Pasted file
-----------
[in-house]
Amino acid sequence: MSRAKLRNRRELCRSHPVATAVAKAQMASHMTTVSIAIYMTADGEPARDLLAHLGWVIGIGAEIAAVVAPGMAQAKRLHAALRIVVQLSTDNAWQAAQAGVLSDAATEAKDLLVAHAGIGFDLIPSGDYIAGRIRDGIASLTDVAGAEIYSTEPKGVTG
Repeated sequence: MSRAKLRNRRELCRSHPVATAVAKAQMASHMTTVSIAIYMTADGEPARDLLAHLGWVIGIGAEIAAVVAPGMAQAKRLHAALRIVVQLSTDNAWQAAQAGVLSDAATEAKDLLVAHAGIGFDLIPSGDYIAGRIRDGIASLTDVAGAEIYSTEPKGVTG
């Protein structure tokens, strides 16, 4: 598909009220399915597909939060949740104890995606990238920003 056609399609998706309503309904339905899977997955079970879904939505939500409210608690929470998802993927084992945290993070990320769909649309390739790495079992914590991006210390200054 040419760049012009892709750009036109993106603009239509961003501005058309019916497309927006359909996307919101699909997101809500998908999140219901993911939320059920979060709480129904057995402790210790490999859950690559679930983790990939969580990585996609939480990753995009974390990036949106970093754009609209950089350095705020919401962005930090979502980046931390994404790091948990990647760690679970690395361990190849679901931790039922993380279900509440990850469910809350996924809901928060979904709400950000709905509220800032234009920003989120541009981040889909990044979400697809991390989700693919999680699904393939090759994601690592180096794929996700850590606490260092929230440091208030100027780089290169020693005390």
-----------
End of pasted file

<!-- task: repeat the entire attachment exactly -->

[in-house]
Amino acid sequence: MSRAKLRNRRELCRSHPVATAVAKAQMASHMTTVSIAIYMTADGEPARDLLAHLGWVIGIGAEIAAVVAPGMAQAKRLHAALRIVVQLSTDNAWQAAQAGVLSDAATEAKDLLVAHAGIGFDLIPSGDYIAGRIRDGIASLTDVAGAEIYSTEPKGVTG
Repeated sequence: MSRAKLRNRRELCRSHPVATAVAKAQMASHMTTVSIAIYMTADGEPARDLLAHLGWVIGIGAEIAAVVAPGMAQAKRLHAALRIVVQLSTDNAWQAAQAGVLSDAATEAKDLLVAHAGIGFDLIPSGDYIAGRIRDGIASLTDVAGAEIYSTEPKGVTG
């Protein structure tokens, strides 16, 4: 598909009220399915597909939060949740104890995606990238920003 056609399609998706309503309904339905899977997955079970879904939505939500409210608690929470998802993927084992945290993070990320769909649309390739790495079992914590991006210390200054 040419760049012009892709750009036109993106603009239509961003501005058309019916497309927006359909996307919101699909997101809500998908999140219901993911939320059920979060709480129904057995402790210790490999859950690559679930983790990939969580990585996609939480990753995009974390990036949106970093754009609209950089350095705020919401962005930090979502980046931390994404790091948990990647760690679970690395361990190849679901931790039922993380279900509440990850469910809350996924809901928060979904709400950000709905509220800032234009920003989120541009981040889909990044979400697809991390989700693919999680699904393939090759994601690592180096794929996700850590606490260092929230440091208030100027780089290169020693005390």